Although these green products are exciting, McLaughlin strongly believes green chemistry is not going to completely replace oil and he tries to impress this on others. “There are such large volumes of these chemicals produced from oil, I don’t think we ever will get to the point where we can displace these chemicals,” he says, “but we can complement them.” He says Woodbridge’s BioFoam, a soy-based foam used in automobile interiors as seat cushions, head rests and sunshades, is an excellent example of a hybrid product that uses green technology and petroleum technology. In order for the green chemistry industry in Ontario to realize its maximum potential, he believes everyone involved needs to consider the oil industry as a potential ally rather than the enemy. “The petroleum industry already knows the chemical markets and they’ve got the distribution,” he says, “so, who better to partner with?”
What, exactly, makes some chemistry ‘greener’?
Green chemistry is a relatively new concept, but rather than simply claim to be more environmentally friendly, the philosophy is defined by structured principles. Put simply, these technologies, processes, and services are required to prove safer, more energy efficient and environmentally sustainable. In 1998, Anastas and Warner defined the 12 principles of green chemistry.
Prevention – Avoid creating waste rather than treating or cleaning it up after the fact.
Atom economy – Synthetic methods must maximize the incorporation of all materials.
Less hazardous chemical syntheses – Design synthetic methods that are least toxic to human health and the environment.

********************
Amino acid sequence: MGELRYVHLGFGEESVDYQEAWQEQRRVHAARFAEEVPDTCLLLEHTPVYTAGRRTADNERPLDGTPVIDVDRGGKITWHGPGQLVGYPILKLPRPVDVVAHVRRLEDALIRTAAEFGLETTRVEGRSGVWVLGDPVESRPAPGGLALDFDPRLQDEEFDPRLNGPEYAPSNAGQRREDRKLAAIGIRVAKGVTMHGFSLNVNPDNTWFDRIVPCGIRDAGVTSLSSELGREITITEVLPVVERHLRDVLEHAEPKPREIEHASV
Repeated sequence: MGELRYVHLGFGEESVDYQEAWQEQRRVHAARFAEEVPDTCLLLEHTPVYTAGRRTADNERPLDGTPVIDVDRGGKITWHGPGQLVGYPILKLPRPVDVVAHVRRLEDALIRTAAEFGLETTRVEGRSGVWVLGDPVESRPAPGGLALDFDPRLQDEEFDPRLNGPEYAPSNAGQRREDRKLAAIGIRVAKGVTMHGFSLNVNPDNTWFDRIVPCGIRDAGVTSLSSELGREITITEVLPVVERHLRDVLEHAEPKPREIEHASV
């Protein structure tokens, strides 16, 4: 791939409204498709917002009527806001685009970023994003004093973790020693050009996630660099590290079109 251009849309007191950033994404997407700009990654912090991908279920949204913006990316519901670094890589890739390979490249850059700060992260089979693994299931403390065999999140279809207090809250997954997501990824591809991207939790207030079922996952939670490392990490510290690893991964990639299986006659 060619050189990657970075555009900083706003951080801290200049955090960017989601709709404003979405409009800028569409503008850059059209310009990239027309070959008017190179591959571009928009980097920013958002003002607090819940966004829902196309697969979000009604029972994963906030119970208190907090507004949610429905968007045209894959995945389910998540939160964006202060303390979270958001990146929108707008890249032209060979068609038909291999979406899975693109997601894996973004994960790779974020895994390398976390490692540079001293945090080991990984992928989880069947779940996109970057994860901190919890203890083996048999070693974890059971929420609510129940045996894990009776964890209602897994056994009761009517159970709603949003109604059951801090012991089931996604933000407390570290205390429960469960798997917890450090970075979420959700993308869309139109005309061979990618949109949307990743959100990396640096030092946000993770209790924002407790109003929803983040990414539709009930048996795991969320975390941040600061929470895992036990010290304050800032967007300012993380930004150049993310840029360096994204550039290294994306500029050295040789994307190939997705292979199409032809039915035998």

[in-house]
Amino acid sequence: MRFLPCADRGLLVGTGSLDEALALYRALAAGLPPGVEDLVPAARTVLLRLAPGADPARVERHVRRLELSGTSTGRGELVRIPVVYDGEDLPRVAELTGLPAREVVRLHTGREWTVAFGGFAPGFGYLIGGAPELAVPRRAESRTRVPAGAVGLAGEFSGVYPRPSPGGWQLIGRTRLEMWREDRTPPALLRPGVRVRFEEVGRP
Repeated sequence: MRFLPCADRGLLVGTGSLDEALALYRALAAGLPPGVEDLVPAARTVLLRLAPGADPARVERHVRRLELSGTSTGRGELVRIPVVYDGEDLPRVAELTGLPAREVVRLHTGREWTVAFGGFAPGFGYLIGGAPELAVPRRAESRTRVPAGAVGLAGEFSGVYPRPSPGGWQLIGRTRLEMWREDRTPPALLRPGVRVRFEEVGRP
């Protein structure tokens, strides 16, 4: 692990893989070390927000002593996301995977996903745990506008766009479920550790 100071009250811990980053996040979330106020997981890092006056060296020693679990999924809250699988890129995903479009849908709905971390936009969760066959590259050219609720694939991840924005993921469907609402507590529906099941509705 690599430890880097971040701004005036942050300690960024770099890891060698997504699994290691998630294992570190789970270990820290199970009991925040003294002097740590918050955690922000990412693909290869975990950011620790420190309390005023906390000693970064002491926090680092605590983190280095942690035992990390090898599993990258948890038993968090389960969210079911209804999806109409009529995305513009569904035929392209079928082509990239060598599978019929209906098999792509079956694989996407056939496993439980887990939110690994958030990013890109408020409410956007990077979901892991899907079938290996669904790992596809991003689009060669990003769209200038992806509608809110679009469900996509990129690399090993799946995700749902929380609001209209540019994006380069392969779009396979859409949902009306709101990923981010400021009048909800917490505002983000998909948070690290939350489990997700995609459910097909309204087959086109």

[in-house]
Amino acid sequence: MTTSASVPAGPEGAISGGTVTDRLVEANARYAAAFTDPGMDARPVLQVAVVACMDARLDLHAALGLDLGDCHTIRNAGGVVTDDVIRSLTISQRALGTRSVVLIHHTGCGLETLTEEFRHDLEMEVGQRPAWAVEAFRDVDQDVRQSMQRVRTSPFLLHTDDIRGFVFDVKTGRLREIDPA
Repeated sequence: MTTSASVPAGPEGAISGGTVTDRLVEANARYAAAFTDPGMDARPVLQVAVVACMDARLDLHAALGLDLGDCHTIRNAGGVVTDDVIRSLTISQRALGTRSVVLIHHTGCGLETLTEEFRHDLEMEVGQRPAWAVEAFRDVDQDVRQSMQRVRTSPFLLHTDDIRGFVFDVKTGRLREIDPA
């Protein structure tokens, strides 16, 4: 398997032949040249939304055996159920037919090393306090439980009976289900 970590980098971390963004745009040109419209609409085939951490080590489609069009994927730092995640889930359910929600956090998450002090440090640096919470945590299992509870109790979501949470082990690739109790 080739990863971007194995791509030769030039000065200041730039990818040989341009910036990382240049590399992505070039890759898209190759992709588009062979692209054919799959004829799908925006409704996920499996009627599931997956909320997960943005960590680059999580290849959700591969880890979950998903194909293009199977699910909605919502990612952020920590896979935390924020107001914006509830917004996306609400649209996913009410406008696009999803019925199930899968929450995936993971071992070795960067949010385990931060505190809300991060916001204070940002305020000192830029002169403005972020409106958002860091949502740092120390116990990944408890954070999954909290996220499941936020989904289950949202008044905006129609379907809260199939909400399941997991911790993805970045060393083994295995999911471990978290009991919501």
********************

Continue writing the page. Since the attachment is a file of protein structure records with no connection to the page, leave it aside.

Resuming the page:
Designing safer chemicals – Chemical products should be designed to be effective but with minimal toxicity.
Safer solvents and auxiliaries – Avoid the unnecessary use of auxiliary substances and render harmless when used.
Design for energy efficiency – Energy requirements of processes should be minimized for their environmental and economical impact.
Use of renewable feedstocks – Raw materials should be renewable whenever technically and economically practical.
Reduce derivatives – Use of blocking groups, protection/deprotection, temporary modification of physical/chemical processes, etc., requiring additional reagents should be minimized or avoided if possible.
Catalysis – Catalytic reagents are superior to stoichiometric reagents.
Design for degradation – Environmental persistence of chemical products should be minimal.
Real-time analysis for pollution prevention – Real-time monitoring and control of hazardous substances must be developed.
Inherently safer chemistry for accident prevention – Substances used in a chemical process should be chosen to minimize the potential for accidents.